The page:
Please use this identifier to cite or link to this item:
|Title:||Myostatin is a procachectic growth factor during postnatal myogenesis||Authors:||McFarlane, C.
|Issue Date:||Jul-2008||Citation:||McFarlane, C., Sharma, M., Kambadur, R. (2008-07). Myostatin is a procachectic growth factor during postnatal myogenesis. Current Opinion in Clinical Nutrition and Metabolic Care 11 (4) : 422-427. ScholarBank@NUS Repository. https://doi.org/10.1097/MCO.0b013e32830007e2||Abstract:||PURPOSE OF REVIEW: To describe the most relevant recent observations concerning the molecular mechanisms behind myostatin-induced muscle wasting. RECENT FINDINGS: The main theme of this review is to summarize the biology and function of myostatin. Myostatin is a secreted growth factor that negatively regulates muscle growth. While inactivation of myostatin leads to muscle growth in vivo, excess levels of myostatin induces cachectic-like muscle wasting. Molecular analyses reveal that excess levels of myostatin induce Atrogin-1 expression by reducing Akt phosphorylation and thereby increasing FoxO1 activity. Recent findings have further speculated that myostatin may also play a role in cardiac cachexia. SUMMARY: As myostatin is a potent inducer of muscle wasting, antagonists to myostatin have been speculated to have great therapeutic value in alleviating muscle wasting. Indeed, myostatin peptide antagonists and antibodies have shown great promise in containing muscle loss in animal models of muscle wasting. Given the beneficial effects of myostatin antagonists in animal models, clinical trials are underway with myostatin antibodies, peptibodies and soluble receptor. Therefore, this review article on the role of myostatin in muscle wasting is highly relevant to current themes in muscle biology. © 2008 Wolters Kluwer Health | Lippincott Williams & Wilkins.[-].||Source Title:||Current Opinion in Clinical Nutrition and Metabolic Care||URI:||http://scholarbank.nus.edu.sg/handle/10635/120819||ISSN:||13631950||DOI:||10.1097/MCO.0b013e32830007e2|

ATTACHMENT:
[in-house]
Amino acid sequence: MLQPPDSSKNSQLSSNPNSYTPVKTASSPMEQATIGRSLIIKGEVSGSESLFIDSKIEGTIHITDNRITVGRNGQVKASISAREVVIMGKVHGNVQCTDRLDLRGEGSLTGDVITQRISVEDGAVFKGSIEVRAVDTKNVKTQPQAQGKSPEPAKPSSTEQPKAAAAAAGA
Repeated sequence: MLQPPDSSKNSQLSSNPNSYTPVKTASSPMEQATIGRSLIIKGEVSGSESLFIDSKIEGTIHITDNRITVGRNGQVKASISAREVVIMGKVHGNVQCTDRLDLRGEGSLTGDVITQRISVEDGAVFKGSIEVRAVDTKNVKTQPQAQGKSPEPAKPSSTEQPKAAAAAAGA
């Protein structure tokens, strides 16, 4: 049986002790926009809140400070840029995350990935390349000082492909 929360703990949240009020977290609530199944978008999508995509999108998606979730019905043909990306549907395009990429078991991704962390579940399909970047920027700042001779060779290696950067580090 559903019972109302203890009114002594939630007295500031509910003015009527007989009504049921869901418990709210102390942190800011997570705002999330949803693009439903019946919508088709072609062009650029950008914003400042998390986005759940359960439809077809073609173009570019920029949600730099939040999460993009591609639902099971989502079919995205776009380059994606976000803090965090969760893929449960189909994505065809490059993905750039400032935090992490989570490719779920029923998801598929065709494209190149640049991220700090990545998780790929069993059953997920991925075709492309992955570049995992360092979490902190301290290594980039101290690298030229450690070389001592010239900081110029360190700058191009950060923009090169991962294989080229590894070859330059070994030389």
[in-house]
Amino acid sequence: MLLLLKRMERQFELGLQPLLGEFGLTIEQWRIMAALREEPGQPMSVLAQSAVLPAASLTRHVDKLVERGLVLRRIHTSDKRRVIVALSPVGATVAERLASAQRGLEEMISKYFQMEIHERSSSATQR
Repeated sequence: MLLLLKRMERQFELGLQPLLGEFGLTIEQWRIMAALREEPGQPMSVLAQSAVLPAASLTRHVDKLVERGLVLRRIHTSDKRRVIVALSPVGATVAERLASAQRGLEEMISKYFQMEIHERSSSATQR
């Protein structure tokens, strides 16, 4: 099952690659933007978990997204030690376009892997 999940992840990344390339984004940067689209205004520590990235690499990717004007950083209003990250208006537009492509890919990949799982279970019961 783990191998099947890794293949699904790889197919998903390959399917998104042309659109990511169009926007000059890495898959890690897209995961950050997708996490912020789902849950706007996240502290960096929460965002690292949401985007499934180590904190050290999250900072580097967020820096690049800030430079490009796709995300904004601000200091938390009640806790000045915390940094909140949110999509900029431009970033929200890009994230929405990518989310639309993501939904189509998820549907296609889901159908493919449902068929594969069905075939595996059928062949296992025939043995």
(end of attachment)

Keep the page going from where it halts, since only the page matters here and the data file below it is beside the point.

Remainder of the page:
|Appears in Collections:||Staff Publications|
Show full item record
Files in This Item:
There are no files associated with this item.
Items in DSpace are protected by copyright, with all rights reserved, unless otherwise indicated.